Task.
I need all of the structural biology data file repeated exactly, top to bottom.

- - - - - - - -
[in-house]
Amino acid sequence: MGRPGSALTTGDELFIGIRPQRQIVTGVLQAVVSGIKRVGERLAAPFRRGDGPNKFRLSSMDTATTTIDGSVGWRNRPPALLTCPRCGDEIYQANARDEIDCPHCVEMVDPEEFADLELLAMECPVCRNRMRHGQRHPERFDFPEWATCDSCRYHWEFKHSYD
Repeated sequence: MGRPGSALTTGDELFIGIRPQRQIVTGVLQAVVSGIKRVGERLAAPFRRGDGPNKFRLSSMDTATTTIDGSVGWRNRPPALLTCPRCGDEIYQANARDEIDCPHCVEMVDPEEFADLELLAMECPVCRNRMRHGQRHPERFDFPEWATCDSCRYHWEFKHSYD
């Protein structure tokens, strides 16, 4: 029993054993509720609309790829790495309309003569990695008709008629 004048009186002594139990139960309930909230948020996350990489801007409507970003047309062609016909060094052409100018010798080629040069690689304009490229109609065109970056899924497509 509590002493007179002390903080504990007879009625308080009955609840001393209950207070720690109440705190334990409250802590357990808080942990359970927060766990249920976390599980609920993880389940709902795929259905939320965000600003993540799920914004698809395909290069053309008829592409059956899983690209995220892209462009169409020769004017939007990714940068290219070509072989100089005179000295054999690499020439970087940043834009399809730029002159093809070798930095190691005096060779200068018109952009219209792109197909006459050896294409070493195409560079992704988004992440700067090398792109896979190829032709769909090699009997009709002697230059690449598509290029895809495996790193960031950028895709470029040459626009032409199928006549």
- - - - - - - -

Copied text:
[in-house]
Amino acid sequence: MGRPGSALTTGDELFIGIRPQRQIVTGVLQAVVSGIKRVGERLAAPFRRGDGPNKFRLSSMDTATTTIDGSVGWRNRPPALLTCPRCGDEIYQANARDEIDCPHCVEMVDPEEFADLELLAMECPVCRNRMRHGQRHPERFDFPEWATCDSCRYHWEFKHSYD
Repeated sequence: MGRPGSALTTGDELFIGIRPQRQIVTGVLQAVVSGIKRVGERLAAPFRRGDGPNKFRLSSMDTATTTIDGSVGWRNRPPALLTCPRCGDEIYQANARDEIDCPHCVEMVDPEEFADLELLAMECPVCRNRMRHGQRHPERFDFPEWATCDSCRYHWEFKHSYD
């Protein structure tokens, strides 16, 4: 029993054993509720609309790829790495309309003569990695008709008629 004048009186002594139990139960309930909230948020996350990489801007409507970003047309062609016909060094052409100018010798080629040069690689304009490229109609065109970056899924497509 509590002493007179002390903080504990007879009625308080009955609840001393209950207070720690109440705190334990409250802590357990808080942990359970927060766990249920976390599980609920993880389940709902795929259905939320965000600003993540799920914004698809395909290069053309008829592409059956899983690209995220892209462009169409020769004017939007990714940068290219070509072989100089005179000295054999690499020439970087940043834009399809730029002159093809070798930095190691005096060779200068018109952009219209792109197909006459050896294409070493195409560079992704988004992440700067090398792109896979190829032709769909090699009997009709002697230059690449598509290029895809495996790193960031950028895709470029040459626009032409199928006549």